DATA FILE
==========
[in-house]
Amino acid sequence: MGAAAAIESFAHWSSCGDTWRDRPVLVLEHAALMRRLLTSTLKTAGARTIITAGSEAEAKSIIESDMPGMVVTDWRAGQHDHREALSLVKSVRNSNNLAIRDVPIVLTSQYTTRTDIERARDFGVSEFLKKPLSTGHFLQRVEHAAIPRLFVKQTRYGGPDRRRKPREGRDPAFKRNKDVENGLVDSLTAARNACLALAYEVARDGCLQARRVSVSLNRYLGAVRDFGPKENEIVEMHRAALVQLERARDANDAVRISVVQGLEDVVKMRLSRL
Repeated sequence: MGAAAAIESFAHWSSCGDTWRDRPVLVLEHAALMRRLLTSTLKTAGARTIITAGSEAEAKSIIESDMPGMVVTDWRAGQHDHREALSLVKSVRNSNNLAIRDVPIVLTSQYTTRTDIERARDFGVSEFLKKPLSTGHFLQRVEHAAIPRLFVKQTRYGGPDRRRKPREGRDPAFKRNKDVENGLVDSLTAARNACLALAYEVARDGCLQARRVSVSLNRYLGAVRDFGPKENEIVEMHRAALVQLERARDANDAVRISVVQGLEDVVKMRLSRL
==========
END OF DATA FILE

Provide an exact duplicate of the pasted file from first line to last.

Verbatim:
[in-house]
Amino acid sequence: MGAAAAIESFAHWSSCGDTWRDRPVLVLEHAALMRRLLTSTLKTAGARTIITAGSEAEAKSIIESDMPGMVVTDWRAGQHDHREALSLVKSVRNSNNLAIRDVPIVLTSQYTTRTDIERARDFGVSEFLKKPLSTGHFLQRVEHAAIPRLFVKQTRYGGPDRRRKPREGRDPAFKRNKDVENGLVDSLTAARNACLALAYEVARDGCLQARRVSVSLNRYLGAVRDFGPKENEIVEMHRAALVQLERARDANDAVRISVVQGLEDVVKMRLSRL
Repeated sequence: MGAAAAIESFAHWSSCGDTWRDRPVLVLEHAALMRRLLTSTLKTAGARTIITAGSEAEAKSIIESDMPGMVVTDWRAGQHDHREALSLVKSVRNSNNLAIRDVPIVLTSQYTTRTDIERARDFGVSEFLKKPLSTGHFLQRVEHAAIPRLFVKQTRYGGPDRRRKPREGRDPAFKRNKDVENGLVDSLTAARNACLALAYEVARDGCLQARRVSVSLNRYLGAVRDFGPKENEIVEMHRAALVQLERARDANDAVRISVVQGLEDVVKMRLSRL